Chapter 39 powerpoint


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Chapter 39 powerpoint

  1. 1. <ul><li>Chapter 39 ~ Plant Responses to Internal and External Signals </li></ul>
  2. 2. Plant hormones <ul><li>Hormone: chemical signals that coordinate parts of an organism; produced in one part of the body and then transported to other parts of the body; low concentrations </li></ul><ul><li>Tropism: movement toward or away from a stimulus </li></ul><ul><li>Went experiments (phototropism) </li></ul><ul><li>Hormone: auxin </li></ul><ul><li>Others: gravitropism, thigmotropism </li></ul>
  3. 3. Auxin <ul><li>IAA (indoleacetic acid) </li></ul><ul><li>Location: seed embryo; meristems of apical buds and young leaves </li></ul><ul><li>Function: stem elongation; root growth, differentiation, branching; fruit development; apical dominance; tropisms </li></ul>
  4. 4. Cytokinins <ul><li>Zeatin </li></ul><ul><li>Location: roots (and actively growing tissues) </li></ul><ul><li>Function: root growth and differentiation; cell division and growth; germination; delay senescence (aging); apical dominance (w/ auxin) </li></ul>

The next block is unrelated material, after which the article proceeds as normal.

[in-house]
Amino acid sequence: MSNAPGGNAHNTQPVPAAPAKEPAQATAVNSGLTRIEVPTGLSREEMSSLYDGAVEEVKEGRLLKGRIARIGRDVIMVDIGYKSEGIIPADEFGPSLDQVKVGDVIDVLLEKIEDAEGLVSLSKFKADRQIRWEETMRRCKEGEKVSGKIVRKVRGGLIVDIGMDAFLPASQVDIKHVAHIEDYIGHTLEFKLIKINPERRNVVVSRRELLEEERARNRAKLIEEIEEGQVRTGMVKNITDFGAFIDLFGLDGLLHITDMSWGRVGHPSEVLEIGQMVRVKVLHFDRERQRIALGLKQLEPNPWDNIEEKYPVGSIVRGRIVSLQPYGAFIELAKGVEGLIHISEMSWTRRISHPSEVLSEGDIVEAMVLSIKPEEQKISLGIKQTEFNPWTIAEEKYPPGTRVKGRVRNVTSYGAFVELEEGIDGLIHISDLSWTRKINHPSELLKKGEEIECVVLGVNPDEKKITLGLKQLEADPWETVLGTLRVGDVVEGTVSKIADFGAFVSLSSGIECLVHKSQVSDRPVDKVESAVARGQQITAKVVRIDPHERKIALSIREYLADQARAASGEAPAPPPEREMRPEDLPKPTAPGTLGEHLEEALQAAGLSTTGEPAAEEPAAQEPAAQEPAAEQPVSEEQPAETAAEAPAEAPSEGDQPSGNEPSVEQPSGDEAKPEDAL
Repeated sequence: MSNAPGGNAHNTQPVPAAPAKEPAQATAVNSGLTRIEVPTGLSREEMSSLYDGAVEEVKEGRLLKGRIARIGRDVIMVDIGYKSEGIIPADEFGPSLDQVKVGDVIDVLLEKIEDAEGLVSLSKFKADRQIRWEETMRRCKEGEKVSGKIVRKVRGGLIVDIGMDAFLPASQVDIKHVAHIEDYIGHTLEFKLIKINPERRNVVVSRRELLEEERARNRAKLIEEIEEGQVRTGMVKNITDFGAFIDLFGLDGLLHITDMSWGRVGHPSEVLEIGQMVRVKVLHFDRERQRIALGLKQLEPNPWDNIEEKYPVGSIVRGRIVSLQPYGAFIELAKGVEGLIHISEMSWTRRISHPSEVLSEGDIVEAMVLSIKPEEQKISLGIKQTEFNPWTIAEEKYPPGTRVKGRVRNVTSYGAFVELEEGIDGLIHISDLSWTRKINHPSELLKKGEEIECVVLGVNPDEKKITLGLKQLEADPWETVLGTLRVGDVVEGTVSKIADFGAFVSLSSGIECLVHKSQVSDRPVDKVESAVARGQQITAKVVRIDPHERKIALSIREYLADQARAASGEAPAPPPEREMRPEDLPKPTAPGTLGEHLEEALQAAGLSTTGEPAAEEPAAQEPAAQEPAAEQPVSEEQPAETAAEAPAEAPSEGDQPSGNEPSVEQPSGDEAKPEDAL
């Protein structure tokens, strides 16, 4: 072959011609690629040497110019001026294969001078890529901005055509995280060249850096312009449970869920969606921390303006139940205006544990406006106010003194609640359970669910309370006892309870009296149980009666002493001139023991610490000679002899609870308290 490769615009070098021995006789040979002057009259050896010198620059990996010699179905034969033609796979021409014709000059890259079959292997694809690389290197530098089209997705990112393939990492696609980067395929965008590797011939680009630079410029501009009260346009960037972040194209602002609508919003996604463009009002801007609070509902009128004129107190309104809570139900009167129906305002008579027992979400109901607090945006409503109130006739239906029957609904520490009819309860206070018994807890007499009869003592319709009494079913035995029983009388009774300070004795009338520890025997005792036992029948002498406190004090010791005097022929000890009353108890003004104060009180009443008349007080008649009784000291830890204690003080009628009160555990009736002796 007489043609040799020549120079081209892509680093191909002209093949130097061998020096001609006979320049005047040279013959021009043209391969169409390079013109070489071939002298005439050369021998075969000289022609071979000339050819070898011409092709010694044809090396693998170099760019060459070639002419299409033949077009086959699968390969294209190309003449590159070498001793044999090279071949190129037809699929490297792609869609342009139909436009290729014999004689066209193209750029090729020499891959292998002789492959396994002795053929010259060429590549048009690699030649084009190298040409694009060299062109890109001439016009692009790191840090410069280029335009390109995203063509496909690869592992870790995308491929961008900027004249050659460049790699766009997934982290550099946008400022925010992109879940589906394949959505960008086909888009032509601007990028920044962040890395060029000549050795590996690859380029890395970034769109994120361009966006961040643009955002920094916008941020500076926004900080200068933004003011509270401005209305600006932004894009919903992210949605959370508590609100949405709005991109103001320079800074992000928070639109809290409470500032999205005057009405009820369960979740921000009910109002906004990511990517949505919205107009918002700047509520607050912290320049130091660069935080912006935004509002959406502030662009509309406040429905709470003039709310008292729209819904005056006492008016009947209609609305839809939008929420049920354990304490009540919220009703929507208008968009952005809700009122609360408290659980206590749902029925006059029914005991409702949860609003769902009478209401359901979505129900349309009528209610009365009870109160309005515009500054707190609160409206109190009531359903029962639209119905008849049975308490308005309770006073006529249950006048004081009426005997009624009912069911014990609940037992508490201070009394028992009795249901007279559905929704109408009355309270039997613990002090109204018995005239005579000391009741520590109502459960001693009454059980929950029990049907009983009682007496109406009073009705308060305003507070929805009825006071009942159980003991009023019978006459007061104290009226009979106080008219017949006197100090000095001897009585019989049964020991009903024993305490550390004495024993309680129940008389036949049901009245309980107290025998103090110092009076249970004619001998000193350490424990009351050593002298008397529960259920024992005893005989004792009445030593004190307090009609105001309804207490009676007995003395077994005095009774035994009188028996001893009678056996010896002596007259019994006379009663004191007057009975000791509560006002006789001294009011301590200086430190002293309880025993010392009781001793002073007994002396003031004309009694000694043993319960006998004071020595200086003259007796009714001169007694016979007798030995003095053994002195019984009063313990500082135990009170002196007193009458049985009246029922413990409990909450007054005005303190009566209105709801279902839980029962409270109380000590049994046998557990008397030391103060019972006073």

5. 5. Gibberellins <ul><li>GA 3 </li></ul><ul><li>Location: meristems of apical buds and roots, young leaves, embryo </li></ul><ul><li>Function: germination of seed and bud; stem elongation; leaf growth; flowering (bolting); fruit development; root growth and differentiation </li></ul>
  6. 6. Abscisic acid <ul><li>ABA </li></ul><ul><li>Location: leaves, stems, roots, green fruit </li></ul><ul><li>Function: inhibits growth; closes stomata during stress; counteracts breaking of dormancy </li></ul>
  7. 7. Ethylene <ul><li>Gaseous hormone </li></ul><ul><li>Location: ripening fruit tissue; stem nodes; aging leaves and flowers </li></ul><ul><li>Function: fruit ripening; oppositional to auxin (leaf abscission); promotes/inhibits: growth/development of roots, leaves, and flowers; senescence </li></ul>
  8. 8. Daily and Seasonal Responses <ul><li>Circadian rhythm (24 hour periodicity) </li></ul><ul><li>Photoperiodism (phytochromes) </li></ul><ul><li>Short-day plant : light period shorter than a critical length to flower (flower in late summer, fall, or winter; poinsettias, chrysanthemums) </li></ul><ul><li>Long-day plant : light period longer than a critical length to flower (flower in late spring or early summer; spinach, radish, lettuce, iris) </li></ul><ul><li>Day-neutral plant : unaffected by photoperiod (tomatoes, rice, dandelions) </li></ul><ul><li>Critical night length controls flowering </li></ul>
  9. 9. Phytochromes <ul><li>Plant pigment that measures length of darkness in a photoperiod (red light) </li></ul><ul><li>P r (red absorbing) 660nm </li></ul><ul><li>P fr (far-red absorbing) 730nm </li></ul>